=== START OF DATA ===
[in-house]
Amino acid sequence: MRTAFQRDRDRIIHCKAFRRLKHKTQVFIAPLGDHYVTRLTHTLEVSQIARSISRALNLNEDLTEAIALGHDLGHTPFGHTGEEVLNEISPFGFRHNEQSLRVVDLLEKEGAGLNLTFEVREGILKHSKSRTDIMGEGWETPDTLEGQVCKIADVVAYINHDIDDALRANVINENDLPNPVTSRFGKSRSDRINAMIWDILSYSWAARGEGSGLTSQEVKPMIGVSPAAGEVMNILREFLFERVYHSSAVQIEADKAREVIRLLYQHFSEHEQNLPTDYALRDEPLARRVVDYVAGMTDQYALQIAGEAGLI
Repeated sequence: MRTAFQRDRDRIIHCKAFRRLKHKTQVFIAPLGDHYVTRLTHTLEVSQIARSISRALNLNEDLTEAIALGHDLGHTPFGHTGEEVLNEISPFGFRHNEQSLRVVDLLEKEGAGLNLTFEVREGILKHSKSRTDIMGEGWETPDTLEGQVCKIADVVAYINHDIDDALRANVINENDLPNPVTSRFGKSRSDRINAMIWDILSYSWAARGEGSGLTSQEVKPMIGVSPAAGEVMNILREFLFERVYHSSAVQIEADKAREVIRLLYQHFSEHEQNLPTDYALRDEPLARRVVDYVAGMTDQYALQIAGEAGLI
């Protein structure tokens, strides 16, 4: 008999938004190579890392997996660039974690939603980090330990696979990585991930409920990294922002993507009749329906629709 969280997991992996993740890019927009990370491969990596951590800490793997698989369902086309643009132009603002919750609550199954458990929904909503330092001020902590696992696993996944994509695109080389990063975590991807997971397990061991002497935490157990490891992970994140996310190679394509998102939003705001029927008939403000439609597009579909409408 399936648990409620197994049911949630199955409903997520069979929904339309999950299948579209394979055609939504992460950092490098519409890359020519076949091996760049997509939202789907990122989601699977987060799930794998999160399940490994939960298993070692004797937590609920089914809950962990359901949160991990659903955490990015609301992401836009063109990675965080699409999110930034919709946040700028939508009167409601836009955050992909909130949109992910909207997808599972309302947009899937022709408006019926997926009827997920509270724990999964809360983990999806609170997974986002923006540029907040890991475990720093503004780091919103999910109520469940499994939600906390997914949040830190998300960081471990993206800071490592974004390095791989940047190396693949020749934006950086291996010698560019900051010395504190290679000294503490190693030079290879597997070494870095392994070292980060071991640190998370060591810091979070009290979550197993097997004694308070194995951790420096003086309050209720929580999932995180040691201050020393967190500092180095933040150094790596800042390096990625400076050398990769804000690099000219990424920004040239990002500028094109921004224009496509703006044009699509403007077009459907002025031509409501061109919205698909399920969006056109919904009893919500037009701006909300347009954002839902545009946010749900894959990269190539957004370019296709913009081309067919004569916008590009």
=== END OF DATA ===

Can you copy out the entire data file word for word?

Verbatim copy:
[in-house]
Amino acid sequence: MRTAFQRDRDRIIHCKAFRRLKHKTQVFIAPLGDHYVTRLTHTLEVSQIARSISRALNLNEDLTEAIALGHDLGHTPFGHTGEEVLNEISPFGFRHNEQSLRVVDLLEKEGAGLNLTFEVREGILKHSKSRTDIMGEGWETPDTLEGQVCKIADVVAYINHDIDDALRANVINENDLPNPVTSRFGKSRSDRINAMIWDILSYSWAARGEGSGLTSQEVKPMIGVSPAAGEVMNILREFLFERVYHSSAVQIEADKAREVIRLLYQHFSEHEQNLPTDYALRDEPLARRVVDYVAGMTDQYALQIAGEAGLI
Repeated sequence: MRTAFQRDRDRIIHCKAFRRLKHKTQVFIAPLGDHYVTRLTHTLEVSQIARSISRALNLNEDLTEAIALGHDLGHTPFGHTGEEVLNEISPFGFRHNEQSLRVVDLLEKEGAGLNLTFEVREGILKHSKSRTDIMGEGWETPDTLEGQVCKIADVVAYINHDIDDALRANVINENDLPNPVTSRFGKSRSDRINAMIWDILSYSWAARGEGSGLTSQEVKPMIGVSPAAGEVMNILREFLFERVYHSSAVQIEADKAREVIRLLYQHFSEHEQNLPTDYALRDEPLARRVVDYVAGMTDQYALQIAGEAGLI
């Protein structure tokens, strides 16, 4: 008999938004190579890392997996660039974690939603980090330990696979990585991930409920990294922002993507009749329906629709 969280997991992996993740890019927009990370491969990596951590800490793997698989369902086309643009132009603002919750609550199954458990929904909503330092001020902590696992696993996944994509695109080389990063975590991807997971397990061991002497935490157990490891992970994140996310190679394509998102939003705001029927008939403000439609597009579909409408 399936648990409620197994049911949630199955409903997520069979929904339309999950299948579209394979055609939504992460950092490098519409890359020519076949091996760049997509939202789907990122989601699977987060799930794998999160399940490994939960298993070692004797937590609920089914809950962990359901949160991990659903955490990015609301992401836009063109990675965080699409999110930034919709946040700028939508009167409601836009955050992909909130949109992910909207997808599972309302947009899937022709408006019926997926009827997920509270724990999964809360983990999806609170997974986002923006540029907040890991475990720093503004780091919103999910109520469940499994939600906390997914949040830190998300960081471990993206800071490592974004390095791989940047190396693949020749934006950086291996010698560019900051010395504190290679000294503490190693030079290879597997070494870095392994070292980060071991640190998370060591810091979070009290979550197993097997004694308070194995951790420096003086309050209720929580999932995180040691201050020393967190500092180095933040150094790596800042390096990625400076050398990769804000690099000219990424920004040239990002500028094109921004224009496509703006044009699509403007077009459907002025031509409501061109919205698909399920969006056109919904009893919500037009701006909300347009954002839902545009946010749900894959990269190539957004370019296709913009081309067919004569916008590009």